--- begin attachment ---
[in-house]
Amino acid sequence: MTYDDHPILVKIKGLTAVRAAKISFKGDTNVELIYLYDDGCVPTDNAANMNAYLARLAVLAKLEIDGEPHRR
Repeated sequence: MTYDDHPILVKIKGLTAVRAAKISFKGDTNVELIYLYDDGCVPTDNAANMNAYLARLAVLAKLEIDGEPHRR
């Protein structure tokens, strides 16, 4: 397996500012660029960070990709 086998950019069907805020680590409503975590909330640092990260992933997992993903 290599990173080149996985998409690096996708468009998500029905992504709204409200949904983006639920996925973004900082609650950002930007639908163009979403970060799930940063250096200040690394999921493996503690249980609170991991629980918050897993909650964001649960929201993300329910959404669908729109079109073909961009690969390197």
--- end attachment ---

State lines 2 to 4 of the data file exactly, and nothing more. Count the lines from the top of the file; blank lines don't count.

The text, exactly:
Amino acid sequence: MTYDDHPILVKIKGLTAVRAAKISFKGDTNVELIYLYDDGCVPTDNAANMNAYLARLAVLAKLEIDGEPHRR
Repeated sequence: MTYDDHPILVKIKGLTAVRAAKISFKGDTNVELIYLYDDGCVPTDNAANMNAYLARLAVLAKLEIDGEPHRR
């Protein structure tokens, strides 16, 4: 397996500012660029960070990709 086998950019069907805020680590409503975590909330640092990260992933997992993903 290599990173080149996985998409690096996708468009998500029905992504709204409200949904983006639920996925973004900082609650950002930007639908163009979403970060799930940063250096200040690394999921493996503690249980609170991991629980918050897993909650964001649960929201993300329910959404669908729109079109073909961009690969390197």